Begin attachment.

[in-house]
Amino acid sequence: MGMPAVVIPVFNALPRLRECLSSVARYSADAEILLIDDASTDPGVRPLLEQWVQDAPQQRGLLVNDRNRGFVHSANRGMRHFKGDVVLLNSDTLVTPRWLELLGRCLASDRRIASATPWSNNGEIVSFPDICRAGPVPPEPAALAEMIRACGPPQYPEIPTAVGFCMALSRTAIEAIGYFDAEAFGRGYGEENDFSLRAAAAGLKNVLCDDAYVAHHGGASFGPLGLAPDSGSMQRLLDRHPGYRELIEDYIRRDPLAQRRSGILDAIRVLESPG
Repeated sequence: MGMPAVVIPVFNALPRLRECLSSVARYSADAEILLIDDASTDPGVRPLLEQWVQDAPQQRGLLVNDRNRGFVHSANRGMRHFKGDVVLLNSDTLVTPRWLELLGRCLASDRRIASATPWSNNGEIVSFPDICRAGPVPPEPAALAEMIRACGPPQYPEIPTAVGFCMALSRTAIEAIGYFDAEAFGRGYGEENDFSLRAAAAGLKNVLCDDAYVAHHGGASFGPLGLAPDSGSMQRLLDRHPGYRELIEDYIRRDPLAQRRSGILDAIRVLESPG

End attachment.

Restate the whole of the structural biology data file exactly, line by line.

[in-house]
Amino acid sequence: MGMPAVVIPVFNALPRLRECLSSVARYSADAEILLIDDASTDPGVRPLLEQWVQDAPQQRGLLVNDRNRGFVHSANRGMRHFKGDVVLLNSDTLVTPRWLELLGRCLASDRRIASATPWSNNGEIVSFPDICRAGPVPPEPAALAEMIRACGPPQYPEIPTAVGFCMALSRTAIEAIGYFDAEAFGRGYGEENDFSLRAAAAGLKNVLCDDAYVAHHGGASFGPLGLAPDSGSMQRLLDRHPGYRELIEDYIRRDPLAQRRSGILDAIRVLESPG
Repeated sequence: MGMPAVVIPVFNALPRLRECLSSVARYSADAEILLIDDASTDPGVRPLLEQWVQDAPQQRGLLVNDRNRGFVHSANRGMRHFKGDVVLLNSDTLVTPRWLELLGRCLASDRRIASATPWSNNGEIVSFPDICRAGPVPPEPAALAEMIRACGPPQYPEIPTAVGFCMALSRTAIEAIGYFDAEAFGRGYGEENDFSLRAAAAGLKNVLCDDAYVAHHGGASFGPLGLAPDSGSMQRLLDRHPGYRELIEDYIRRDPLAQRRSGILDAIRVLESPG